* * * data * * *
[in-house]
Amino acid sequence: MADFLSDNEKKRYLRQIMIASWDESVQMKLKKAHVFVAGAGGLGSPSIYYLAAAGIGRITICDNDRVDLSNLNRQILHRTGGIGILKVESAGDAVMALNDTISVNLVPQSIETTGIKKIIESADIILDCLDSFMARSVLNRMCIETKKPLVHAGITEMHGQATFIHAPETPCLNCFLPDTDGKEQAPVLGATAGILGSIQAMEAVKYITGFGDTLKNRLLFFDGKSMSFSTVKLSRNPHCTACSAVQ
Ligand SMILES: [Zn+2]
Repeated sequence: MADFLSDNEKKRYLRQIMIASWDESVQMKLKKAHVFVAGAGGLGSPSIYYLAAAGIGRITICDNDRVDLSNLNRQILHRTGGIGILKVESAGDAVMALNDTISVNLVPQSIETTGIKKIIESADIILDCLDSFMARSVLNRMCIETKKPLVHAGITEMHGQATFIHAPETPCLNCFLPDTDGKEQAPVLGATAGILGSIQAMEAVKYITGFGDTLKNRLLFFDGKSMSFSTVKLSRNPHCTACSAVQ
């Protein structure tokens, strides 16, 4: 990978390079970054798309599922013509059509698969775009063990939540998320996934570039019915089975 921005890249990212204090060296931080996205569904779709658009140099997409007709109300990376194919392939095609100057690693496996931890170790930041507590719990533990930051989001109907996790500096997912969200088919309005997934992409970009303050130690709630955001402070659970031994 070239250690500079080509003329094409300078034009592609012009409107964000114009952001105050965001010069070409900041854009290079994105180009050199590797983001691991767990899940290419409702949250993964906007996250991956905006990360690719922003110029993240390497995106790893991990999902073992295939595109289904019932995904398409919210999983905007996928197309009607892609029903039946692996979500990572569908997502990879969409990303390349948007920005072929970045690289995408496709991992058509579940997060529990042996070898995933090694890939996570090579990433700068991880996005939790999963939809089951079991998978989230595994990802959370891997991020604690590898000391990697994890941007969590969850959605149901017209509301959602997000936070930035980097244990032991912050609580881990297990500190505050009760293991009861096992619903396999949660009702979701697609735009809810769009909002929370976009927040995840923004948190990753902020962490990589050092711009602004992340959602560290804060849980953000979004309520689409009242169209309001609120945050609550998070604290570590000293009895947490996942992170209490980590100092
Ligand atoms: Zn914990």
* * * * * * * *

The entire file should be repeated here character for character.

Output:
[in-house]
Amino acid sequence: MADFLSDNEKKRYLRQIMIASWDESVQMKLKKAHVFVAGAGGLGSPSIYYLAAAGIGRITICDNDRVDLSNLNRQILHRTGGIGILKVESAGDAVMALNDTISVNLVPQSIETTGIKKIIESADIILDCLDSFMARSVLNRMCIETKKPLVHAGITEMHGQATFIHAPETPCLNCFLPDTDGKEQAPVLGATAGILGSIQAMEAVKYITGFGDTLKNRLLFFDGKSMSFSTVKLSRNPHCTACSAVQ
Ligand SMILES: [Zn+2]
Repeated sequence: MADFLSDNEKKRYLRQIMIASWDESVQMKLKKAHVFVAGAGGLGSPSIYYLAAAGIGRITICDNDRVDLSNLNRQILHRTGGIGILKVESAGDAVMALNDTISVNLVPQSIETTGIKKIIESADIILDCLDSFMARSVLNRMCIETKKPLVHAGITEMHGQATFIHAPETPCLNCFLPDTDGKEQAPVLGATAGILGSIQAMEAVKYITGFGDTLKNRLLFFDGKSMSFSTVKLSRNPHCTACSAVQ
């Protein structure tokens, strides 16, 4: 990978390079970054798309599922013509059509698969775009063990939540998320996934570039019915089975 921005890249990212204090060296931080996205569904779709658009140099997409007709109300990376194919392939095609100057690693496996931890170790930041507590719990533990930051989001109907996790500096997912969200088919309005997934992409970009303050130690709630955001402070659970031994 070239250690500079080509003329094409300078034009592609012009409107964000114009952001105050965001010069070409900041854009290079994105180009050199590797983001691991767990899940290419409702949250993964906007996250991956905006990360690719922003110029993240390497995106790893991990999902073992295939595109289904019932995904398409919210999983905007996928197309009607892609029903039946692996979500990572569908997502990879969409990303390349948007920005072929970045690289995408496709991992058509579940997060529990042996070898995933090694890939996570090579990433700068991880996005939790999963939809089951079991998978989230595994990802959370891997991020604690590898000391990697994890941007969590969850959605149901017209509301959602997000936070930035980097244990032991912050609580881990297990500190505050009760293991009861096992619903396999949660009702979701697609735009809810769009909002929370976009927040995840923004948190990753902020962490990589050092711009602004992340959602560290804060849980953000979004309520689409009242169209309001609120945050609550998070604290570590000293009895947490996942992170209490980590100092
Ligand atoms: Zn914990």